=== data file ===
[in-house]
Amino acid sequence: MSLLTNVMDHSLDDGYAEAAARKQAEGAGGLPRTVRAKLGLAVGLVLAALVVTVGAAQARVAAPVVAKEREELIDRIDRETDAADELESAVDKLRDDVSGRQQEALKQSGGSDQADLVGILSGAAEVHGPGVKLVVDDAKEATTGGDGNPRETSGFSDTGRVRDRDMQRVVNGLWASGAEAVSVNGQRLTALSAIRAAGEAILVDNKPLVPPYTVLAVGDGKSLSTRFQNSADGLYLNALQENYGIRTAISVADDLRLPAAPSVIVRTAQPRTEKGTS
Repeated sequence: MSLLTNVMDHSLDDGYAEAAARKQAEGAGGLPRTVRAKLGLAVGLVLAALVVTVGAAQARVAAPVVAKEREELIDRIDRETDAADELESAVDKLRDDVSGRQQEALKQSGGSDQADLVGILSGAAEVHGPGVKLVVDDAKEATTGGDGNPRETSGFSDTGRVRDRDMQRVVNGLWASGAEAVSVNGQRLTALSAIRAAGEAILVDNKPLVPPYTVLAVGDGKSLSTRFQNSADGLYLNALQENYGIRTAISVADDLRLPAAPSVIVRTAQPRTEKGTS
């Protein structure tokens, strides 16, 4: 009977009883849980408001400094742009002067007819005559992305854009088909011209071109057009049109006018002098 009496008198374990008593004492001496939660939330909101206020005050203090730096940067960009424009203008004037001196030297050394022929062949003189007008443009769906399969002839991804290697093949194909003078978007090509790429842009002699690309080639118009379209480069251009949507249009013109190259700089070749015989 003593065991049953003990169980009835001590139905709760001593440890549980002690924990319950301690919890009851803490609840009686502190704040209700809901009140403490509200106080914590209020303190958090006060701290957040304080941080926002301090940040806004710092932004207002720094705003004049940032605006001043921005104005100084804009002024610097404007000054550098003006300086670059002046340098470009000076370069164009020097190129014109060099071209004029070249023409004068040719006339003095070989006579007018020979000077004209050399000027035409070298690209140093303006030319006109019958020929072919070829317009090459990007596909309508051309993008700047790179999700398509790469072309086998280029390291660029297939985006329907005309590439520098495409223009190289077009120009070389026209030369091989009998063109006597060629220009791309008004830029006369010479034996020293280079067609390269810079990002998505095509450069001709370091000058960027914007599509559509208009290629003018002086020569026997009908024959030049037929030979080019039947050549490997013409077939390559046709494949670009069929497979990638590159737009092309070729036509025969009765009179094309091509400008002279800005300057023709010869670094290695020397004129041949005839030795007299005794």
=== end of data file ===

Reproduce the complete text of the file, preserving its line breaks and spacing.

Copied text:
[in-house]
Amino acid sequence: MSLLTNVMDHSLDDGYAEAAARKQAEGAGGLPRTVRAKLGLAVGLVLAALVVTVGAAQARVAAPVVAKEREELIDRIDRETDAADELESAVDKLRDDVSGRQQEALKQSGGSDQADLVGILSGAAEVHGPGVKLVVDDAKEATTGGDGNPRETSGFSDTGRVRDRDMQRVVNGLWASGAEAVSVNGQRLTALSAIRAAGEAILVDNKPLVPPYTVLAVGDGKSLSTRFQNSADGLYLNALQENYGIRTAISVADDLRLPAAPSVIVRTAQPRTEKGTS
Repeated sequence: MSLLTNVMDHSLDDGYAEAAARKQAEGAGGLPRTVRAKLGLAVGLVLAALVVTVGAAQARVAAPVVAKEREELIDRIDRETDAADELESAVDKLRDDVSGRQQEALKQSGGSDQADLVGILSGAAEVHGPGVKLVVDDAKEATTGGDGNPRETSGFSDTGRVRDRDMQRVVNGLWASGAEAVSVNGQRLTALSAIRAAGEAILVDNKPLVPPYTVLAVGDGKSLSTRFQNSADGLYLNALQENYGIRTAISVADDLRLPAAPSVIVRTAQPRTEKGTS
């Protein structure tokens, strides 16, 4: 009977009883849980408001400094742009002067007819005559992305854009088909011209071109057009049109006018002098 009496008198374990008593004492001496939660939330909101206020005050203090730096940067960009424009203008004037001196030297050394022929062949003189007008443009769906399969002839991804290697093949194909003078978007090509790429842009002699690309080639118009379209480069251009949507249009013109190259700089070749015989 003593065991049953003990169980009835001590139905709760001593440890549980002690924990319950301690919890009851803490609840009686502190704040209700809901009140403490509200106080914590209020303190958090006060701290957040304080941080926002301090940040806004710092932004207002720094705003004049940032605006001043921005104005100084804009002024610097404007000054550098003006300086670059002046340098470009000076370069164009020097190129014109060099071209004029070249023409004068040719006339003095070989006579007018020979000077004209050399000027035409070298690209140093303006030319006109019958020929072919070829317009090459990007596909309508051309993008700047790179999700398509790469072309086998280029390291660029297939985006329907005309590439520098495409223009190289077009120009070389026209030369091989009998063109006597060629220009791309008004830029006369010479034996020293280079067609390269810079990002998505095509450069001709370091000058960027914007599509559509208009290629003018002086020569026997009908024959030049037929030979080019039947050549490997013409077939390559046709494949670009069929497979990638590159737009092309070729036509025969009765009179094309091509400008002279800005300057023709010869670094290695020397004129041949005839030795007299005794």